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NEW UPDATES Asean Affairs  23 December 2014  

Asian Agri aims output  at 1m tons in 2015
Palm oil heavyweight Asian Agri (AAG), through its flagship company PT Inti Indosawit Subur, expects crude palm oil (CPO) production to remain at around 1 million tons next year as the company focuses on increasing productivity in existing plantations rather than expanding plantation areas.
AAG general manager Freddy Widjaja said recently that the firm would spend up to Rp 200 billion (US$ 17.08 million) next year to revitalize around 7,000 hectares (ha) of its total 104,716 ha of plantations.
“We won’t be expanding; we’re focused on improving our productivity through intensification. In 2015, we plan to revitalize 5,000 ha from our nucleus [main] plantation and around 1,000 to 1,200 ha of concessions managed in partnership with our smallholders, all for optimum results,” Freddy told reporters during a dinner meeting in Jakarta late on Wednesday.
Freddy said he was not expecting to increase productivity beyond 1 million tons per year, barring further regulations on revitalization.
He said that the replanting process was underway, with around 30 percent of the company’s concessions having already undergone revitalization. “In 2014 we’ve managed to replant in 4,000 ha,” 
he added.
AAG currently oversees operations in Riau, Jambi and North Sumatra, running 28 oil palm plantations, 19 palm oil mills and one sustainably certified palm kernel mill. Production is shared among the firm’s nucleus facilities with a 50 percent stake and plasma shareholders with 41 percent, while the remainder is held by independent farmers.
Freddy said that by the end of this year, Asian Agri would have added 10,000 ha managed by smallholders, with 5,000 ha more planned over the next two years.
In addition to the replanting efforts, Freddy said the company was looking to have most of AAG’s concessions certified under the Indonesian sustainable palm oil (ISPO) and the roundtable for sustainable palm oil (RSPO) standards by next year.
“We’re aiming to get all our plasma concessions RSPO-certified by next year, and have 60,000 ha independently managed land certified and brought under a partnership scheme by 2020,” said Freddy, adding that AAG’s nucleus concessions would be RSPO- and ISPO-certified by the end of this year.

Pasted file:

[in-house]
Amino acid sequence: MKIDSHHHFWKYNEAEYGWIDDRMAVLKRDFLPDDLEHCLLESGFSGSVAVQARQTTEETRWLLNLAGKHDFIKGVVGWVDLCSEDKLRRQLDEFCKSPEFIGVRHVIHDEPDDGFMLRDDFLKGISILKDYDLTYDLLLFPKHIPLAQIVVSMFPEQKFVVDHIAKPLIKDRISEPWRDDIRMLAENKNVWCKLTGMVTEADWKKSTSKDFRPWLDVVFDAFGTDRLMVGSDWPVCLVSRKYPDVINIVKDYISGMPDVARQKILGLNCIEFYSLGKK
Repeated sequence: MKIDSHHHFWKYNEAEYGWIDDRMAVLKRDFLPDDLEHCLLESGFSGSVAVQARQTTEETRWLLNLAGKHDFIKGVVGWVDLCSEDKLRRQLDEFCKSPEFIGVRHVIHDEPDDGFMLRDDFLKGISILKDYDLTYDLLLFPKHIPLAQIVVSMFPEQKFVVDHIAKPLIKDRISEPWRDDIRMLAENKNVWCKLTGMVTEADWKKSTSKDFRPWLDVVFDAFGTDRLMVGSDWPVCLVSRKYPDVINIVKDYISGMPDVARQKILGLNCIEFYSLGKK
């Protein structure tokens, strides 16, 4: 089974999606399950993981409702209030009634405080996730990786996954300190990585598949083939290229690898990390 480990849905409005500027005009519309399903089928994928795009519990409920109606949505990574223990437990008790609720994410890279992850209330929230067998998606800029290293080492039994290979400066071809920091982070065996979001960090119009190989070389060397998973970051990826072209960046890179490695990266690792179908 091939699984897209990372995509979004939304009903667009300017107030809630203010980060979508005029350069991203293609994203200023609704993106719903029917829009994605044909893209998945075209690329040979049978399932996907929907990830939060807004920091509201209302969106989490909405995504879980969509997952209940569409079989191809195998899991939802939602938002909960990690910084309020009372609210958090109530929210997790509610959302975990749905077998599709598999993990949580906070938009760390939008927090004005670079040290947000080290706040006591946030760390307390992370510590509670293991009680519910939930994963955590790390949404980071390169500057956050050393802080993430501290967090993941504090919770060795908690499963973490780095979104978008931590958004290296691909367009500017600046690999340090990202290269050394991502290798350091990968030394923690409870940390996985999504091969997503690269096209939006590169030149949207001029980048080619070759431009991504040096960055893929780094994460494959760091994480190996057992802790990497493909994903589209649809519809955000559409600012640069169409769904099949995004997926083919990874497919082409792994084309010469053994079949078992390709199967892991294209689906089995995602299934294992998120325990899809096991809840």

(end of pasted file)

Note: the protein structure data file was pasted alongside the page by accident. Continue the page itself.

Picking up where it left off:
He revealed that around 75 percent of his firm’s smallholder concessions, approximately 42,000 ha, were already RSPO-certified, and that the rest would follow suit next year.
AAG has already certified 100 percent of its landbank according to the International Sustainability and Carbon Certification (ISCC) standard.
In total, Freddy said he expected AAG to produce 700,000 tons of certified sustainable palm oil from both main and smallholder concessions by 2015. Sustainable certification ensured that the company would always have a market, he said.
Freddy concluded by saying that the firm would seek further entry into the South Asian market. “We’re going to enter Pakistan,” he said, without going into detail.

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This year in Thailand-what next?

AseanAffairs   04 January 2011
By David Swartzentruber      

It is commonplace in journalism to write two types of articles at the transition point between the year that has passed and the New Year. As this writer qualifies as an “old hand” in observing Thailand with a track record dating back 14 years, it is time take a shot at what may unfold in Thailand in 2011.

The first issue that can’t be answered is the health of Thailand’s beloved King Bhumibol, who is now 83 years old. He is the world's longest reigning monarch, but elaborate birthday celebrations in December failed to mask concern over his health. More






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